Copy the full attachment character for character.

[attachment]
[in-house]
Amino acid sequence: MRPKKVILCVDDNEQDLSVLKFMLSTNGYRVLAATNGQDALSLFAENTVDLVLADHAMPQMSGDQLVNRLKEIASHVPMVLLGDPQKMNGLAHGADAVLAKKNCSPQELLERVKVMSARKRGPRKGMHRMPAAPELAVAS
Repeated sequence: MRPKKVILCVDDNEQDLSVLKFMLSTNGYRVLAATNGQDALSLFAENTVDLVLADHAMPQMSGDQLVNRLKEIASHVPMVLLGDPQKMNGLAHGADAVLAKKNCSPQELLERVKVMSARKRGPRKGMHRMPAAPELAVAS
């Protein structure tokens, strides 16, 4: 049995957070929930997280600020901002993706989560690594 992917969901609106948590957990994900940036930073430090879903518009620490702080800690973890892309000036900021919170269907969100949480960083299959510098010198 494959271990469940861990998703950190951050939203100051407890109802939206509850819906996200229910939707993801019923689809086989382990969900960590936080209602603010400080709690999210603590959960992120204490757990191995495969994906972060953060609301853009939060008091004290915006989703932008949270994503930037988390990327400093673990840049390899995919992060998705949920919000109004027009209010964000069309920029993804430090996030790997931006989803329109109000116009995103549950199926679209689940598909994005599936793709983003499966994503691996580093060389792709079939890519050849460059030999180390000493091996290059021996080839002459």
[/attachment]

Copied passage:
[in-house]
Amino acid sequence: MRPKKVILCVDDNEQDLSVLKFMLSTNGYRVLAATNGQDALSLFAENTVDLVLADHAMPQMSGDQLVNRLKEIASHVPMVLLGDPQKMNGLAHGADAVLAKKNCSPQELLERVKVMSARKRGPRKGMHRMPAAPELAVAS
Repeated sequence: MRPKKVILCVDDNEQDLSVLKFMLSTNGYRVLAATNGQDALSLFAENTVDLVLADHAMPQMSGDQLVNRLKEIASHVPMVLLGDPQKMNGLAHGADAVLAKKNCSPQELLERVKVMSARKRGPRKGMHRMPAAPELAVAS
């Protein structure tokens, strides 16, 4: 049995957070929930997280600020901002993706989560690594 992917969901609106948590957990994900940036930073430090879903518009620490702080800690973890892309000036900021919170269907969100949480960083299959510098010198 494959271990469940861990998703950190951050939203100051407890109802939206509850819906996200229910939707993801019923689809086989382990969900960590936080209602603010400080709690999210603590959960992120204490757990191995495969994906972060953060609301853009939060008091004290915006989703932008949270994503930037988390990327400093673990840049390899995919992060998705949920919000109004027009209010964000069309920029993804430090996030790997931006989803329109109000116009995103549950199926679209689940598909994005599936793709983003499966994503691996580093060389792709079939890519050849460059030999180390000493091996290059021996080839002459």